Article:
• Boniva (ibandronate): Boniva is a bisphosphonate which can be taken once-per-month orally, and is also available by injection given once every 3 months. Boniva reduces the risk of spine fractures but has not been shown to reduce the risk of hip fractures, so may not be as good a choice for those who have hip or other non-spine fractures.

Side effects of bisphosphonates depend on the particular drug as well as how it is given. With oral medications, indigestion, heartburn, and esophageal inflammation may occur. People are instructed to take these drugs with water (orange juice and coffee can interfere with absorption) and remain upright for at least 30 to 60 minutes. Muscle pain and headaches may also occur.

Selective Estrogen Receptor Modulators (SERM)

Selective estrogen receptor modulators (SERMS) are interesting drugs in that they have estrogen-like effects on some tissues (such as the bones) and anti-estrogen effects in others (such as the breast tissue). Via their estrogen-like effects, they may strengthen bones similar to what estrogen (hormone replacement therapy) has accomplished in the past.

Evista (raloxifene) is a SERMS approved by the FDA to treat osteoporosis in women. It's taken once a day in pill form. Evista slows bone loss and reduce the risk of spine fractures (but not hip fractures).

Since estrogen replacement therapy has been linked to breast cancer, Evista provides the benefit of estrogen to the bones without the risk of breast cancer or uterine bleeding found with hormone replacement therapy.

In addition to building bone, Evista may reduce the risk of developing hormone receptor-positive breast cancer in postmenopausal women.

The drug can perform double duty for women who have both osteoporosis or osteopenia and an increased chance of developing breast cancer.

Side effects include hot flashes, joint pain, increased sweating, and headaches. The medication should not be used for those who have had blood clots in their legs (deep vein thrombosis), lungs (pulmonary emboli), or eyes (retinal vein thrombosis).


Calcitonin is a hormone naturally present in our bodies which works to regulate calcium and bone metabolism.

Calcitonin is approved for the treatment of osteoporosis in women who are at least five years beyond menopause. It increases bone density, particularly in the spine and appears to reduce the risk of spine fractures. It may also reduce pain for people who have fractures. The effect is greatest in the first year of treatment and falls off rapidly after that time. Doctors often recommend using a vitamin D and calcium supplement along with these medications but talk to your doctor.

Medications include:

  • Miacalcin nasal spray (calcitonin) is available as both a nasal spray and an injection (see below). It is approved for Paget's disease, hypercalcemia (elevated calcium level in the blood), and postmenopausal osteoporosis in women.
  • Fortical (calcitonin): While the same main ingredient, Fortical is available only in a nasal spray and is approved only for the treatment of postmenopausal osteoporosis in women.
  • Calcimar (calcitonin): Calcimar is available as an injection and is approved for the treatment of Paget's disease, hypercalcemia, and postmenopausal osteoporosis in women.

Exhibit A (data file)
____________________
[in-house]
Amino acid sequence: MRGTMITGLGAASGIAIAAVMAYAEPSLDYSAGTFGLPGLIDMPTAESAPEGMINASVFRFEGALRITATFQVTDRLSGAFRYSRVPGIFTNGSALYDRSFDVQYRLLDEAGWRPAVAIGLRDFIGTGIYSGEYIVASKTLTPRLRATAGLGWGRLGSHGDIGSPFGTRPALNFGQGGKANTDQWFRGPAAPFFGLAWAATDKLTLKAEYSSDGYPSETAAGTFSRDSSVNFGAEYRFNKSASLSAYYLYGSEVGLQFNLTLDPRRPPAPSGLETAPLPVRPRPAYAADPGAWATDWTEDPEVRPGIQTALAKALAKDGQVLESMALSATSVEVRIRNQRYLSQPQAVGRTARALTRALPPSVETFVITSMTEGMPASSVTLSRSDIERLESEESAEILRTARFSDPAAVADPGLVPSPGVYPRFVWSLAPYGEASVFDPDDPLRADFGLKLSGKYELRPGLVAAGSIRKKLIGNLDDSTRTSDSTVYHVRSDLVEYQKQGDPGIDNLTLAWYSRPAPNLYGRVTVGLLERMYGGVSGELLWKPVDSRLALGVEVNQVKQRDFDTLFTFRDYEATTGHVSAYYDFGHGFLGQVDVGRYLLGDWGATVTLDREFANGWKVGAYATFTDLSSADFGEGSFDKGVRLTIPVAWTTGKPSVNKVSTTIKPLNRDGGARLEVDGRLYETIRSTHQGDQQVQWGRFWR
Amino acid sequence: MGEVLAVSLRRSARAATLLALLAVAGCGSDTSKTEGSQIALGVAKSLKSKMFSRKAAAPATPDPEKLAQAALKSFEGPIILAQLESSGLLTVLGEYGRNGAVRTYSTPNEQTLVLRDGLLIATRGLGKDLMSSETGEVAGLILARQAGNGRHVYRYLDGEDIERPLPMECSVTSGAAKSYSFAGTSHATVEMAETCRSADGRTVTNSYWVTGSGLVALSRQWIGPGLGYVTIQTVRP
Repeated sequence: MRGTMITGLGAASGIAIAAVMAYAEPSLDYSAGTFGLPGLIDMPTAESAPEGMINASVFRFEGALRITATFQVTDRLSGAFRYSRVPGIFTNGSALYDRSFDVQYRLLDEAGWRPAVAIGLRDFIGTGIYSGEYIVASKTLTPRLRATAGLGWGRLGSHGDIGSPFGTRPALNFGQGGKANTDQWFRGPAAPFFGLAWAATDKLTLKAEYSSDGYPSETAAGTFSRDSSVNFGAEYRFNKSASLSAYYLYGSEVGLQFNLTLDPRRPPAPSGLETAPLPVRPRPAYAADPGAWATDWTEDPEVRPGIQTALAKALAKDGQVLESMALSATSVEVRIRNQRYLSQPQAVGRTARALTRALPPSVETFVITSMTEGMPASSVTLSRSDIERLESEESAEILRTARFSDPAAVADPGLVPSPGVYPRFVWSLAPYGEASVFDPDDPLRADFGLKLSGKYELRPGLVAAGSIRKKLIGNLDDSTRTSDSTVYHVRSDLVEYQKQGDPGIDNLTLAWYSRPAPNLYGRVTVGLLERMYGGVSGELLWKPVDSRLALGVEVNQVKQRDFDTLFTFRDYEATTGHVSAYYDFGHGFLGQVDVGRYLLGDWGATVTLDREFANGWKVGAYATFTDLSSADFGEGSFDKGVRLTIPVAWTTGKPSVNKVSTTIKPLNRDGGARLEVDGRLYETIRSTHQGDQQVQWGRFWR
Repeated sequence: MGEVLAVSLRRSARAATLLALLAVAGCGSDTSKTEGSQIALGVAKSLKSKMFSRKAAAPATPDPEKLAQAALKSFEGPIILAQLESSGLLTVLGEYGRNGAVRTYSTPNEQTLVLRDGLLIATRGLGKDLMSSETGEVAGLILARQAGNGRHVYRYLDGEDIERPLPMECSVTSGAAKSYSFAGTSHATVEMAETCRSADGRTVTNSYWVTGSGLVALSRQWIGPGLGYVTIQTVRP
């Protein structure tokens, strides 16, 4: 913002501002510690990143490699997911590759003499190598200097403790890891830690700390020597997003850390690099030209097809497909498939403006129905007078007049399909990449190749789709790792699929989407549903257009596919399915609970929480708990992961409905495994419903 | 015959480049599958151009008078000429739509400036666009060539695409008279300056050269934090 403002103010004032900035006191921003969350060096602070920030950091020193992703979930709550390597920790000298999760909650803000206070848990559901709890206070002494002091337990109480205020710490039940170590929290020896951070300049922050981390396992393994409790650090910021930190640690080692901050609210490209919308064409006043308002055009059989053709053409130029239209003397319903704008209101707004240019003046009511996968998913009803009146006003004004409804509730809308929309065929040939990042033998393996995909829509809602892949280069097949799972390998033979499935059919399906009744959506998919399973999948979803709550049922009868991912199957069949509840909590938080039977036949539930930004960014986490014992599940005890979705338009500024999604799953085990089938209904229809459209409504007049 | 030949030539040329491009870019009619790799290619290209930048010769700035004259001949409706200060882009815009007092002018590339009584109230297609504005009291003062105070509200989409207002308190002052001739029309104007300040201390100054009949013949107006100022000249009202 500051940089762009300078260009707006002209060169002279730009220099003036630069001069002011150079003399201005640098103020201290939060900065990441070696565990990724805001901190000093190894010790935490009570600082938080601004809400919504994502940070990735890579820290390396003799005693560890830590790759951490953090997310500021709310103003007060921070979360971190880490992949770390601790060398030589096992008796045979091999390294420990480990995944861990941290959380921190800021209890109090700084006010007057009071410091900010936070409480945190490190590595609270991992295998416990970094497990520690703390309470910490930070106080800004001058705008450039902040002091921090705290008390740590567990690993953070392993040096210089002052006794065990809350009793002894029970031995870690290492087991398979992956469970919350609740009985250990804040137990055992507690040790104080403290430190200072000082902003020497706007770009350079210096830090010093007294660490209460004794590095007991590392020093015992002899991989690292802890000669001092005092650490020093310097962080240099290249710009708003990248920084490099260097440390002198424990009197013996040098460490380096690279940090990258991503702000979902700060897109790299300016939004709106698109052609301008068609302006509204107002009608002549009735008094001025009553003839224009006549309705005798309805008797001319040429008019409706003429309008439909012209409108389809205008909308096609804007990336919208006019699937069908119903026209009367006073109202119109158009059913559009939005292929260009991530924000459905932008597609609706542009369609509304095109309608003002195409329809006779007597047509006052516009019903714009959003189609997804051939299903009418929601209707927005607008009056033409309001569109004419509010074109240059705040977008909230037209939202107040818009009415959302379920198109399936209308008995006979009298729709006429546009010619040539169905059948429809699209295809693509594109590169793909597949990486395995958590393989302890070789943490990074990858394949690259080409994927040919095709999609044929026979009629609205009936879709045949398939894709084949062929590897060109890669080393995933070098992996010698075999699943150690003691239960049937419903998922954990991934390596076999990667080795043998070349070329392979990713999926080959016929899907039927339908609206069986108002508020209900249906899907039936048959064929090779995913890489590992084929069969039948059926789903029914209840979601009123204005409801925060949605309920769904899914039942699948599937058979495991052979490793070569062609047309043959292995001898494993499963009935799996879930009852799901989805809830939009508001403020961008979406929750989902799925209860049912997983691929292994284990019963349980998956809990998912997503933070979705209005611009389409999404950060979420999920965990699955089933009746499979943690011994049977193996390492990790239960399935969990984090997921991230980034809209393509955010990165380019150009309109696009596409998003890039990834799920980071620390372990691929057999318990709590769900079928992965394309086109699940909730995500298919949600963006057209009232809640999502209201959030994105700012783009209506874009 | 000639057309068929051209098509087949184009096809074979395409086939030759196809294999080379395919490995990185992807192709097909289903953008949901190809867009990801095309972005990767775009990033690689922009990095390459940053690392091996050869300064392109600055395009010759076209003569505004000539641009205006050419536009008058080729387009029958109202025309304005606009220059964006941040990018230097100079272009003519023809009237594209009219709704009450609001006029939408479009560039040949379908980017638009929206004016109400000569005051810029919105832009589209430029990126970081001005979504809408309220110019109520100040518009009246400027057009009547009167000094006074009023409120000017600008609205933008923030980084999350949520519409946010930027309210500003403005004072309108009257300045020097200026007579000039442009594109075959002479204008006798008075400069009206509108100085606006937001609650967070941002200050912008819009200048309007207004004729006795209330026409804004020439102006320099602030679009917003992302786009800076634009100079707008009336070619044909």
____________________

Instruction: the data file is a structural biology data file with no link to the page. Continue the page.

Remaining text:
Side effects of the nasal spray may include nasal irritation but is otherwise well tolerated. The injectable form of calcitonin can cause skin flushing, a rash, nausea, and urinary frequency.

Parathyroid Hormone (PTH) Therapies

Parathyroid hormone is a hormone naturally produced in the body. It stimulates bone formation by increasing the activity and number of osteoblasts, the bone-forming cells, and by minimizing the function of osteoclasts, reducing bone resorption.

Unlike bisphosphonates which reduce bone destruction, parathyroid hormone may actually work to build better and stronger bones.

Parathyroid hormone is most commonly prescribed for people who have been diagnosed with osteoporosis and who have a high risk of fractures, have failed to respond to other medications, or have experienced side effects with other osteoporosis drugs.

In studies, the parathyroid hormone was found to reduce the risk of spinal fractures in postmenopausal women. Studies on Tymlos also found a reduction in non-spinal fractures.

Medications include:

  • Forteo (teriparatide): Forteo is a synthetic version of parathyroid hormone which is given as a daily injection. It was approved in 2002.
  • Tymlos (abaloparatide): Tymlos is actually a man-made version of only part of the PTH protein that acts like PTS at the PTH receptors in bone. It was approved in 2017 for the treatment of severe osteoporosis defined as a history of fractures, having multiple risk fractures, and/or having exhausted other osteoporosis treatment options.

The most common side effects of Forteo are dizziness and leg cramps. Tymlos has been associated with kidney stones due to the increased calcium in the urine. 

It's recommended that use of parathyroid hormone be limited to two years. Parathyroid hormone should not be used for those who have Paget's disease (a disease of the bone), bone cancer, high blood calcium levels (hypercalcemia), or who have had radiation treatment to their bones. In clinical trials, there appeared to be an increase in bone cancer (osteosarcoma) and these drugs carry a black box warning for that reason.

Both Forteo and Tymlos are very expensive relative to other treatments and may add up to $20,000 per year for treatment.

Following treatment (up to two years) it's recommended that use of a bisphosphonate be started to maintain the increase in bone density.

Monoclonal Antibody Therapy

The category of monoclonal antibody therapy includes two medications with the same structure but with different indications. Denosumab is a monoclonal antibody (man-made antibody) that prevents osteoclasts, the bone-dissolving cells from forming. These drugs work by slowing the break down of bone and bone remodeling.